Only Technology Can Solve the Industrial Supply Chain Crisis

B2B customer satisfaction is more difficult than ever; ask any parent who cannot purchase formula. Ultimately, all roads point to supply chain problems, whether a manufacturer lacking machinery parts or idle delivery trucks, warehouses with the wrong inventory, or cargo ships from flotillas. Bottlenecks define the supply chain and there is little hope that things will change any time soon.

Digital B2B eCommerce, while extraordinary, triggered the scope of the supply chain problem. Buyers purchase more online. This frictionless purchasing path has driven demand at a time when supply chains are fragile. Companies react to shortages by stockpiling supplies, exacerbating the misaligned inventory. These supply chain challenges are further aggravated by worker shortages found in every vertical segment. 

Causes of global supply chain crisis

Disruptions around the world have led to shortages of industrial products. These issues cannot be traced to a single culprit. Resources are scarce, costs are up for everything from labor to transportation, and there is simply not enough capacity to meet demand.

One of the biggest drivers of supply chain disruptions and delays is the ongoing COVID pandemic. Port of Shanghai will not be fully operational until the end of the year.

Factors in the global supply chain create inflationary impacts; many economists are predicting a global recession this year. The war in Ukraine worsened the supply chain predictability.

During COVID, manufacturers cut costs and trimmed inventories reacting to weak demand. Now, faced with shortages, they are ordering extra supplies, increasing the strain on distribution systems.

Worker shortages are significant with unemployment at a fifty-year low and millions of unfilled jobs. The great resignation is omnipresent. It impacts the manufacturing sector and the entire supply chain, from dockworkers, warehouse staff, truck drivers, railyard workers, and maintenance specialists.

Only technology solves the Industrial supply chain crisis

Supply chain conditions led many companies to rethink their supply chain operations. Digital technology promises and delivers innovation to an industry that needs it most. Only technology can help organizations build stronger, more resilient, and adaptable supply chains. The functionality of technology in the supply chain starts with spotting potential problems early.

The conditions plaguing the supply chain has driven a significant shift. Recently, most manufacturers and distributors primarily concerned themselves with efficient operations, monitoring, and reporting. Today, given the mercurial nature of the economy and geopolitical considerations, B2B businesses must continually monitor supply chains, spot upcoming disruptions on the horizon, and keep customers informed.

Supply chain monitoring tools: required for manufacturers, warehouses, and logistics companies

Successful companies are navigating the fluidity of the supply chain by integrating data between business systems including a B2B eCommerce platform, CRM, BI, and ERP. Integrated systems provide customers with insights into the supply chain before orders are placed. Only with increased information flows are businesses able to make informed decisions and apprise customers of real-time order status.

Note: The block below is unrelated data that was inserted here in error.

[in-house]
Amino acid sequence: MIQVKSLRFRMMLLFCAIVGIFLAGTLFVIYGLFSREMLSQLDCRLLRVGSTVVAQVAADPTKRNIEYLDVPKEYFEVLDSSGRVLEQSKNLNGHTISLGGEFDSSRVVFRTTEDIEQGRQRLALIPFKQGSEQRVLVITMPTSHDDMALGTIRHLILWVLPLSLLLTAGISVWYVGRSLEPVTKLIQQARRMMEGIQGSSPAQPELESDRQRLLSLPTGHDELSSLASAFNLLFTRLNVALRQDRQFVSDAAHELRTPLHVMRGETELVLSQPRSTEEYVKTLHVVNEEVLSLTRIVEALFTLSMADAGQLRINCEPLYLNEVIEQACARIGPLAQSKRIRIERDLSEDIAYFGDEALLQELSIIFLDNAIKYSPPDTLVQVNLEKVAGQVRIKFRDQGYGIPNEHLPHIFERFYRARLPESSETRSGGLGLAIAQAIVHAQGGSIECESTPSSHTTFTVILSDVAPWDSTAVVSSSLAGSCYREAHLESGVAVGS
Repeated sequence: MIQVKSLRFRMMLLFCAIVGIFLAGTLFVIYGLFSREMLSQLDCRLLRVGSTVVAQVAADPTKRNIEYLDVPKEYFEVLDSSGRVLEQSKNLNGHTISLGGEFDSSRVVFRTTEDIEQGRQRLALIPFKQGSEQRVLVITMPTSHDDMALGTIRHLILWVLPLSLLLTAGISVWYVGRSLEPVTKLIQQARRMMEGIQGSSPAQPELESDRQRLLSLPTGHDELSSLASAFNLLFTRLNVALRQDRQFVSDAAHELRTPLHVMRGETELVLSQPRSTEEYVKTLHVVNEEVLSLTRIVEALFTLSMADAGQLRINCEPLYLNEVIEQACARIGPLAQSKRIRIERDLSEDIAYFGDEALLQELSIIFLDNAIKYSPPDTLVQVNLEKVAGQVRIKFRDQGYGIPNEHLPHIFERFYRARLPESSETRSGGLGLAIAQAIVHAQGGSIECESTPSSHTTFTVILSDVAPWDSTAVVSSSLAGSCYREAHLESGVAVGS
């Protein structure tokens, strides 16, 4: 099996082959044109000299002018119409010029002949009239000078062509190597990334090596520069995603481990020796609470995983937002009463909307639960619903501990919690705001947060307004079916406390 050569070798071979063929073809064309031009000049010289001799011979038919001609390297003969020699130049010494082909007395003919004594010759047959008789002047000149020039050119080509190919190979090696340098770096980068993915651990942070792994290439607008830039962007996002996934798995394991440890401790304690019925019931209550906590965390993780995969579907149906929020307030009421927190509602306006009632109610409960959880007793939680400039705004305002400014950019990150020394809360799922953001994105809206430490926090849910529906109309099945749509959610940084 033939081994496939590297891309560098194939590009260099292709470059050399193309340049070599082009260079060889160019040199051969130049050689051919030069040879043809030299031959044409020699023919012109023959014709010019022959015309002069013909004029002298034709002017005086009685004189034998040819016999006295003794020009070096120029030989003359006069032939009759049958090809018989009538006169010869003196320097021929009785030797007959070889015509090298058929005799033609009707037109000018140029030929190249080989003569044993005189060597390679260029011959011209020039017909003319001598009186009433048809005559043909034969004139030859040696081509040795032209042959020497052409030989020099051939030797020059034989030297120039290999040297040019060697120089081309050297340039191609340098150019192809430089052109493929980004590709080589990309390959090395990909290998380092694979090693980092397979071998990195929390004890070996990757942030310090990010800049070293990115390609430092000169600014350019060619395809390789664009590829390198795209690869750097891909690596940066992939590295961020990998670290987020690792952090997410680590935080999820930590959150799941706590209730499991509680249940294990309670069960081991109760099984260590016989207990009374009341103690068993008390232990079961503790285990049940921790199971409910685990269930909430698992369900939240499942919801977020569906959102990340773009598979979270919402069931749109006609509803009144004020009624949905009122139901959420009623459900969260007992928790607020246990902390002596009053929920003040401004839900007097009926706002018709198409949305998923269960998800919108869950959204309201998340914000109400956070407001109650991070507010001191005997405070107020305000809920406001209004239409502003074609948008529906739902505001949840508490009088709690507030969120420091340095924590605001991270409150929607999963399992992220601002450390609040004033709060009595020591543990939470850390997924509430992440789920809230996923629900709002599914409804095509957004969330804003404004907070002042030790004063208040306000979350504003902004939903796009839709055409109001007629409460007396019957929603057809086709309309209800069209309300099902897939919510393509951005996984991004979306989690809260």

Enabling flexibility and agility

With supply chain challenges projected to last well into next year, now is a critical time to create supply chain flexibility. Digital solutions increase data visibility and allow informed sales projections that simultaneously consider various supply chain elements. Uncertainties in the market require quick sourcing abilities, capacity changes, and fulfillment flexibility.

Better customer experiences

Even before the pandemic, the customer experience was the key differentiator, more important than price. Companies that failed to pay attention to B2B customer experiences quickly learned during the pandemic that experience is very important to customers.

Delivering a better customer experience is the first step in integrating operations and segmenting processes. Supply chains play a massive role in customer satisfaction as it impacts the things that matter to customers: availability, price, and delivery times. When supply chain elements are out of control, it may feel helpless. Many powerful brands manage less-than-perfect supply chains and keep customers satisfied in these uncertain times.

The added transparency with suppliers enhances efficiency and responsiveness. It also helps manage inventory levels while minimizing planning cycle time. Visibility and agility are great, but businesses need the ability to act according to changing circumstances. Growing suppliers, boosting communications, making contingency plans, and expanding operations, generate a stable foundation for dynamic profitability regardless of supply chain limitations. A strong B2B eCommerce presence gives businesses greater maneuverability in the face of delays and disruptions than would a brick-and-mortar infrastructure.

B2B sellers: Prepare for continued supply chain difficulties

Supply chain issues are not going away in 2022, and perhaps not until 2024. Traditional responses such as diversifying suppliers, building alternative networks, and sourcing closer to home are not enough to keep goods flowing in the distribution pipeline.

Author Profile

Yoav Kutner is the Founder and CEO of Oro, Inc. Prior to founding Oro and building OroCommerce, OroCRM, and OroPlatform products, he was the CTO and Co-Founder of Magento, where he led product and technology development for all Magento offerings from inception until after its acquisition by eBay, Inc. in 2011. Yoav is a proven product visionary in the business application market. Yoav received a bachelor’s degree in Computer Science from UCLA.

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